Cuba is a nation renowned worldwide for its music.

There are many talents born on the island that have left their mark on history, many of them considered as legends. Not to mention the genres that have created here that later have transcended beyond our borders.

The Jazz in Cuba has not been left behind. Despite being an “imported” genre, for several decades, it has earned a place among the musicians of the Greater Antilles, to the point that it has been merged with the native rhythms to give birth to the Afro-Cuban Jazz.

The first years of Jazz in Cuba

Jazz in Cuba

Jazz in Cuba

To recount the origins of jazz in Cuba is necessary to start the story in the United States, with much emphasis on the southern city of New Orleans. It was here in the early twentieth century begun to experience a strong influence of Cuban rhythms in local music.

This resulted that in the late 20s and early 30s several artists from the Caribbean country were hired to play in the big swing bands. These musicians, once back in Cuba, brought with them the seeds that sow the Jazz on the island.

But it was not until the early 40s that this gender really merged with Cuban rhythms. The responsibility in this case lies almost entirely in the The Afro-Cubans band, the first Afro-Cuban Jazz band. The record entitled “Tanga” of 1943 is considered the first recording of this subgenre.

Parents of Afro-Cuban Jazz

Two of the most important promoters of Jazz in Cuba were Mario Bauza and Francisco Raul Gutierrez Grillo, aka “Machito“. These two musicians were the geniuses behind The Afro-Cubans and the new proposal introduced by the band on the jazz scene in Cuba.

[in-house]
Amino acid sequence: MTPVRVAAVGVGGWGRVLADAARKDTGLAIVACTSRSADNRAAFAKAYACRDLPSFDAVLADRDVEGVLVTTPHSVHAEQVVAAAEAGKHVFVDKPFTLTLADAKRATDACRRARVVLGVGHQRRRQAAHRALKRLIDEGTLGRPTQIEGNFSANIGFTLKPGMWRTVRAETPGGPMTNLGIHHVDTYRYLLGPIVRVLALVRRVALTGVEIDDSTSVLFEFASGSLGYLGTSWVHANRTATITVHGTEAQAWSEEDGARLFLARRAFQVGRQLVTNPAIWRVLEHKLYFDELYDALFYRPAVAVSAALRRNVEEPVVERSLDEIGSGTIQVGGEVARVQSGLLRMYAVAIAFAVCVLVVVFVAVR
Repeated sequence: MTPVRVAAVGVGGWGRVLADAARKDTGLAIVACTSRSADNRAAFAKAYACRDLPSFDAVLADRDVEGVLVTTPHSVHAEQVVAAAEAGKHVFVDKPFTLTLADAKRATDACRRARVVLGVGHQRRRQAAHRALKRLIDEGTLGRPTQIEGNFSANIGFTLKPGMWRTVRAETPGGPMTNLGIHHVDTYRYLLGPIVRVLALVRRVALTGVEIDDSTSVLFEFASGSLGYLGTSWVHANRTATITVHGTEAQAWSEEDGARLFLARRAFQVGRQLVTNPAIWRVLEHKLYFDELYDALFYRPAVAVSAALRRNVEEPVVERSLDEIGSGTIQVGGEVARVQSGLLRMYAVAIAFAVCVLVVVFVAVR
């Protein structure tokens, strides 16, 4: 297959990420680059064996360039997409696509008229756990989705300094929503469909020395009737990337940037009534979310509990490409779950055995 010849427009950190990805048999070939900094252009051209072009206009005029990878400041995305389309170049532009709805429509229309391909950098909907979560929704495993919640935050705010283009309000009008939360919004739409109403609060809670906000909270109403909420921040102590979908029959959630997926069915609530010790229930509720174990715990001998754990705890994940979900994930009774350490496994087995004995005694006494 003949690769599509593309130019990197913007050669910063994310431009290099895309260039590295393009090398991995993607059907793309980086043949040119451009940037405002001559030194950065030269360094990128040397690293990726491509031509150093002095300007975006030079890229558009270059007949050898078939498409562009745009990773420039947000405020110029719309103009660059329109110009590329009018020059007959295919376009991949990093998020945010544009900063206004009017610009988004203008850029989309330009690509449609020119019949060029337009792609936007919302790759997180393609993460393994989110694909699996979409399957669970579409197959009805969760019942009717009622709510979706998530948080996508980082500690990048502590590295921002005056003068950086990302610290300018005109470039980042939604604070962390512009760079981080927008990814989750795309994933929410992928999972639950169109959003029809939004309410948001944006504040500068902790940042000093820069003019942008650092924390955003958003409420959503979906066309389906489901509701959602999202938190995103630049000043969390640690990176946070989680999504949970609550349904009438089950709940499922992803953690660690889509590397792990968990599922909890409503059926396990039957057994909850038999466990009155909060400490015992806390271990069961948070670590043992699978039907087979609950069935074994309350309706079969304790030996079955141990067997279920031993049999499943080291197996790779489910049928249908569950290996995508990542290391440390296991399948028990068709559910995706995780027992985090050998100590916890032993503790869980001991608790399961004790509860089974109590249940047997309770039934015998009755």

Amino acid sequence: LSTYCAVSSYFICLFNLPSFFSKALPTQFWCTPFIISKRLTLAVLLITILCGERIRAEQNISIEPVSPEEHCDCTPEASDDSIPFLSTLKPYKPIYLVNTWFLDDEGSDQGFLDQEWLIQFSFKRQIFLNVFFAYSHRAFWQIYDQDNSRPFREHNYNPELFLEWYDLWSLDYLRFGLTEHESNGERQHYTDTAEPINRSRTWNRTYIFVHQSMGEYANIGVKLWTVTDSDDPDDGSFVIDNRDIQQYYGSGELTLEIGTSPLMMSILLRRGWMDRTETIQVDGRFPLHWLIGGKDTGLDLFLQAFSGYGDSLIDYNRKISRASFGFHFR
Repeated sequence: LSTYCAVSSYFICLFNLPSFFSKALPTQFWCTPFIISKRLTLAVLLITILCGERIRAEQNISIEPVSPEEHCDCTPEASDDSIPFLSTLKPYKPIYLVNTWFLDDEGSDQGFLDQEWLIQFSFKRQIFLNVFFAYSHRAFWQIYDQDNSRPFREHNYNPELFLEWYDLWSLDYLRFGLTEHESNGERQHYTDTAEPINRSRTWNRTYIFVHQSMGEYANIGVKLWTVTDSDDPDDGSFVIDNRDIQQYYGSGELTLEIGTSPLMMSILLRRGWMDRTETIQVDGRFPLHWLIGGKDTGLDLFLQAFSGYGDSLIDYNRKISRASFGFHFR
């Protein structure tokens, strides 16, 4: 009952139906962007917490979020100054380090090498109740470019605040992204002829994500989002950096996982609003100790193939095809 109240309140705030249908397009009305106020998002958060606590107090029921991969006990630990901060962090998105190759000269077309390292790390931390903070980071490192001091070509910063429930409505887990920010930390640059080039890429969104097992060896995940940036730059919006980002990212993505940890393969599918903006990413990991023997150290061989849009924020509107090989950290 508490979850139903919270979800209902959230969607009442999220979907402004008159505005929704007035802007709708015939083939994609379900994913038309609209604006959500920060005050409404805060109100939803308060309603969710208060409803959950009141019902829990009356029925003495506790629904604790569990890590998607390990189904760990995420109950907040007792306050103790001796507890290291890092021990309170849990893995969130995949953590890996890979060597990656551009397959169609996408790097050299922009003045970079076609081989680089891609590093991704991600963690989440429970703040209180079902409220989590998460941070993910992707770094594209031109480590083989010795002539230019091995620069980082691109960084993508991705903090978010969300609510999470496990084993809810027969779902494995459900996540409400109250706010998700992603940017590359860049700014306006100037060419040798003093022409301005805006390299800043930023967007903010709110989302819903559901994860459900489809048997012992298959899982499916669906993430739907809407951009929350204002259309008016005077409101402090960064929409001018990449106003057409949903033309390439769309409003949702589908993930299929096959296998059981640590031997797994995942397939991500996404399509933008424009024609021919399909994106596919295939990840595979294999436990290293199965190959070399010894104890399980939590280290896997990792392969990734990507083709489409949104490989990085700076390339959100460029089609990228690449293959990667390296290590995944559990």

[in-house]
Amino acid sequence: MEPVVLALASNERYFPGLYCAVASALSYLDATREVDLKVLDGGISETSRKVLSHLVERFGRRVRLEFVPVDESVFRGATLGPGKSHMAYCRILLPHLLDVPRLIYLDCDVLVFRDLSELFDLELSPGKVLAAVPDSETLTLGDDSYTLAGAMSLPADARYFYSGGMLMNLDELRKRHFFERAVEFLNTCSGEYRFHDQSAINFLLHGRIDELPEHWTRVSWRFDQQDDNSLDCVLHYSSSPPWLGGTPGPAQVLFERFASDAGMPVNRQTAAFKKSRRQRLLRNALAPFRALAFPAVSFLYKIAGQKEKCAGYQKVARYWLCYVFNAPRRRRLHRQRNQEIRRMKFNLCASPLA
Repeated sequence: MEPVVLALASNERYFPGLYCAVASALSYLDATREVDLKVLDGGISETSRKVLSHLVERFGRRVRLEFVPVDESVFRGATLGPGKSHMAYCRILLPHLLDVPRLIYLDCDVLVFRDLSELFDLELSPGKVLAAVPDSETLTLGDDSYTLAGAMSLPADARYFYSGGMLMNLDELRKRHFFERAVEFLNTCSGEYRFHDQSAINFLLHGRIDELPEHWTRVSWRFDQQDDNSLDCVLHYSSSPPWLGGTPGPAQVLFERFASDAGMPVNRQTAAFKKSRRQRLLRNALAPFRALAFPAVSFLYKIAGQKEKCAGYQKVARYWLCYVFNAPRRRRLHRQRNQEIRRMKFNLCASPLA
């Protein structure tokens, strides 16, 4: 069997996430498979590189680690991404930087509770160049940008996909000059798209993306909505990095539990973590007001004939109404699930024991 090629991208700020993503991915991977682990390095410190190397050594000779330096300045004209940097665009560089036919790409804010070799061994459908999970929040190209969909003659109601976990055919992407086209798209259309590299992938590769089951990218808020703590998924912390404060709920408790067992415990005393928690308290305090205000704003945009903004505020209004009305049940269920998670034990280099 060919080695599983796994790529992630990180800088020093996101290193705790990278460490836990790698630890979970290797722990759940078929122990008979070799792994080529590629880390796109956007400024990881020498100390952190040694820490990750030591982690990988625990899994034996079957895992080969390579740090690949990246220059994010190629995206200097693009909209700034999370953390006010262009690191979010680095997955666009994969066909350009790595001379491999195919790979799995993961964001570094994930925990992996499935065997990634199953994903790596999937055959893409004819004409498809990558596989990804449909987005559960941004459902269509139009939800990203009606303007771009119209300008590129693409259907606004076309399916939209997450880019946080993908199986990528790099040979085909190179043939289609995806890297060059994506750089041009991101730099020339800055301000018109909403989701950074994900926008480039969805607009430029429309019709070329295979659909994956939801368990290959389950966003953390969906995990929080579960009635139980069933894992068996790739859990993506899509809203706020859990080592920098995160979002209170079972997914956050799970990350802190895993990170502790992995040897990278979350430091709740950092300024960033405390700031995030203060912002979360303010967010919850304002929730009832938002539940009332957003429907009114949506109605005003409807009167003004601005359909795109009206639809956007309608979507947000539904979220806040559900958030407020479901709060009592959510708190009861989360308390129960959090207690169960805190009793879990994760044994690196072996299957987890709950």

Machito was the creator, director and lead singer of the Afro-Cubans, in which he poured everything he had learned during his years in the United States and his desire to fuse jazz with Cuban music. This was a shared desire with Bauza, who was also founder of the group and musical director until his death.

Throughout their career, these two greats shared stages with some of the biggest names in Jazz, as Charlie Parker, Dizzy Gillespie and Buddy Rich.

Another pioneer of Afro-Cuban Jazz was Luciano Pozo González, better known as Chano Pozo. From his childhood he was influenced by African culture, so much so that he was a member of the secret Abakuá society. This was reflected in most of his compositions, true gems of music.

We could continue mentioning many musicians who have left an indelible mark on the history of Jazz in Cuba, as Arturo “Chico” O’Farrill, Mongo Santamaria, Arturo Sandoval, Paquito D’Rivera, Gonzalo Rubalcaba, Bebo Valdes, Chucho Valdes, Jose Curbelo, etc; but it would be impossible to cover them all in this space.

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